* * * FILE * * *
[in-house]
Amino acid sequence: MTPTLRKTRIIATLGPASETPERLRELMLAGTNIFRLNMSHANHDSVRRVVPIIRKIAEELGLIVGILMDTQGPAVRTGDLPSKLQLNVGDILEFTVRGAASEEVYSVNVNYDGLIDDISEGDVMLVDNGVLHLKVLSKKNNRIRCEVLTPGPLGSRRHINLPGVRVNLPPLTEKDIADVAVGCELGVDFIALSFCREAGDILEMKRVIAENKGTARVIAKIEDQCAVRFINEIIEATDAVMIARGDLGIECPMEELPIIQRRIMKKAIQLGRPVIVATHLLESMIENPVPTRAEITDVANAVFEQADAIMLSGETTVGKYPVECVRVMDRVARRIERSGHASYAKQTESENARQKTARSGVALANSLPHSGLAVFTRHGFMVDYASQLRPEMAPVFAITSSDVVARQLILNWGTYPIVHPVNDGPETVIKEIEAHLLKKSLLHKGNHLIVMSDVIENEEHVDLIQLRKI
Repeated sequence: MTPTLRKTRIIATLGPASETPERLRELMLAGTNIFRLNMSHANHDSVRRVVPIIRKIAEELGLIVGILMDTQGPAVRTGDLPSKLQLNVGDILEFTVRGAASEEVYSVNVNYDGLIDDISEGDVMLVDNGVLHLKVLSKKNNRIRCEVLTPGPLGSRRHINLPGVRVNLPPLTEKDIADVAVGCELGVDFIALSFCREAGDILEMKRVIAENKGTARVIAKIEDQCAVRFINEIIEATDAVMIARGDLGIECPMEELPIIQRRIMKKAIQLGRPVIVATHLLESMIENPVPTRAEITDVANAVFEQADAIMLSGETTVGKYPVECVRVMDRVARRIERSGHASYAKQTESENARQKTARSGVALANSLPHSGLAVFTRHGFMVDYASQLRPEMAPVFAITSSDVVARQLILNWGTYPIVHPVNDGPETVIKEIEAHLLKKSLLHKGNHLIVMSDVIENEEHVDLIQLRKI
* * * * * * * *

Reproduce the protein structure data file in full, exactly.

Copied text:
[in-house]
Amino acid sequence: MTPTLRKTRIIATLGPASETPERLRELMLAGTNIFRLNMSHANHDSVRRVVPIIRKIAEELGLIVGILMDTQGPAVRTGDLPSKLQLNVGDILEFTVRGAASEEVYSVNVNYDGLIDDISEGDVMLVDNGVLHLKVLSKKNNRIRCEVLTPGPLGSRRHINLPGVRVNLPPLTEKDIADVAVGCELGVDFIALSFCREAGDILEMKRVIAENKGTARVIAKIEDQCAVRFINEIIEATDAVMIARGDLGIECPMEELPIIQRRIMKKAIQLGRPVIVATHLLESMIENPVPTRAEITDVANAVFEQADAIMLSGETTVGKYPVECVRVMDRVARRIERSGHASYAKQTESENARQKTARSGVALANSLPHSGLAVFTRHGFMVDYASQLRPEMAPVFAITSSDVVARQLILNWGTYPIVHPVNDGPETVIKEIEAHLLKKSLLHKGNHLIVMSDVIENEEHVDLIQLRKI
Repeated sequence: MTPTLRKTRIIATLGPASETPERLRELMLAGTNIFRLNMSHANHDSVRRVVPIIRKIAEELGLIVGILMDTQGPAVRTGDLPSKLQLNVGDILEFTVRGAASEEVYSVNVNYDGLIDDISEGDVMLVDNGVLHLKVLSKKNNRIRCEVLTPGPLGSRRHINLPGVRVNLPPLTEKDIADVAVGCELGVDFIALSFCREAGDILEMKRVIAENKGTARVIAKIEDQCAVRFINEIIEATDAVMIARGDLGIECPMEELPIIQRRIMKKAIQLGRPVIVATHLLESMIENPVPTRAEITDVANAVFEQADAIMLSGETTVGKYPVECVRVMDRVARRIERSGHASYAKQTESENARQKTARSGVALANSLPHSGLAVFTRHGFMVDYASQLRPEMAPVFAITSSDVVARQLILNWGTYPIVHPVNDGPETVIKEIEAHLLKKSLLHKGNHLIVMSDVIENEEHVDLIQLRKI